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Gartner, R.B. (1999). On Masculine Strength, Emotional Detachment, and the Praise of Incest: A Response to Irwin Hirsch. Gender and Psychoanalysis, 4(3):307-316.

(1999). Gender and Psychoanalysis, 4(3):307-316

On Masculine Strength, Emotional Detachment, and the Praise of Incest: A Response to Irwin Hirsch

Richard B. Gartner, Ph.D.

An adept discussant stimulates a writer to consider implications in his work that had heretofore been incompletely articulated. Irwin Hirsch, like Sue Grand in her review of my book appearing elsewhere in this issue, accomplishes exactly that in his thoughtful response to my paper on the depiction of sexual situations between boys and adults in film. Of the many issues he raises, I will respond to two: first, my underlying assumption that men can successfully change their unconscious socialized masculine gender ideals and, second, the possibility that maternal incest or incestlike behavior can have a positive effect on a boy. I will then discuss some of the cultural implications of discussions like this.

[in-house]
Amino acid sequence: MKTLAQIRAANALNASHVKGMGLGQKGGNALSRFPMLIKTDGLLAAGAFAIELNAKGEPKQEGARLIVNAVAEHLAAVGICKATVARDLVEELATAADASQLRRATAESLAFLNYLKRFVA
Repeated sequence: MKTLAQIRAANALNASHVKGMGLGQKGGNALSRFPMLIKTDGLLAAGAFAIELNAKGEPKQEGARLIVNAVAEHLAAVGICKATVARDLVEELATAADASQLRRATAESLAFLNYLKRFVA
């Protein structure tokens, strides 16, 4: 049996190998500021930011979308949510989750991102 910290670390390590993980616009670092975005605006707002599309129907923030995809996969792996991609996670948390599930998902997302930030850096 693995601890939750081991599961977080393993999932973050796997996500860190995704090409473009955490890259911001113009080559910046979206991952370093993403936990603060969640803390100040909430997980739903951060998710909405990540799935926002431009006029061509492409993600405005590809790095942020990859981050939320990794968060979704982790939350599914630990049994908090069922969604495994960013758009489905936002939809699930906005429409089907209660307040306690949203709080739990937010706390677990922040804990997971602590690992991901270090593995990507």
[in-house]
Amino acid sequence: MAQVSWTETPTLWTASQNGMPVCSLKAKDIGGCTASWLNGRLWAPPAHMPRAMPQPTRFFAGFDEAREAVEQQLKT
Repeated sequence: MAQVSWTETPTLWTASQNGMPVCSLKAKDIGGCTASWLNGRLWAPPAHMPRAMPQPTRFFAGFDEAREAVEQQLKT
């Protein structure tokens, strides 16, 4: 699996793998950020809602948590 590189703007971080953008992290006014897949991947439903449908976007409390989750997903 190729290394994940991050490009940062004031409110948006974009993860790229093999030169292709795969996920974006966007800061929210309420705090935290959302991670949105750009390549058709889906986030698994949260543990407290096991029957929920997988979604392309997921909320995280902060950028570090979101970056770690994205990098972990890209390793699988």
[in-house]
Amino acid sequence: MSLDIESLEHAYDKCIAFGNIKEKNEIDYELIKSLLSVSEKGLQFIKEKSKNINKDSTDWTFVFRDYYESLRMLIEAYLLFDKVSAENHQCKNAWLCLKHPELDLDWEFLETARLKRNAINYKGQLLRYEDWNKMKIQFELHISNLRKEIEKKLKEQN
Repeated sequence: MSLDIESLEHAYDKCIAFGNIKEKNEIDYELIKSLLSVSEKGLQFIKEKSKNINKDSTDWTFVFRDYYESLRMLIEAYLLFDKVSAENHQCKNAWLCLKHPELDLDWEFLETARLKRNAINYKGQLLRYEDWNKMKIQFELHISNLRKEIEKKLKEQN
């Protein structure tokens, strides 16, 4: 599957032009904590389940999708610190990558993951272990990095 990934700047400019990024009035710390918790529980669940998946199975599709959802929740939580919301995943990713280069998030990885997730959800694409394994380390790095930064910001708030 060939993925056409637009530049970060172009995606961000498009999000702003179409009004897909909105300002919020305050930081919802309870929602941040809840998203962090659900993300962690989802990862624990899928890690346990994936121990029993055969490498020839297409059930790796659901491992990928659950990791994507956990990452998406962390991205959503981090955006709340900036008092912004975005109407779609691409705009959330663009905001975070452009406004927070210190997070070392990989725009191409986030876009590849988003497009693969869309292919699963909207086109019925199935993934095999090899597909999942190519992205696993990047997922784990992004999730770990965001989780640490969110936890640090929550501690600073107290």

Hirsch takes the positions I argue in Betrayed as Boys (Gartner, 1999) to their logical conclusion: if I believe that successful treatment of sexually abused men often requires a critique of socialized masculine gender ideals, I am assuming that men are capable of making such critiques without entirely shattering their male identities. It is this assumption that Hirsch believes Stoller (1968, 1975, 1979) would consider “overly optimistic,” and about which Hirsch himself has some doubts. He believes that an in-depth consideration of the humiliation and dependence involved in maternal incest might be an optimal treatment for sexually abused men, but doubts that most men could tolerate this.

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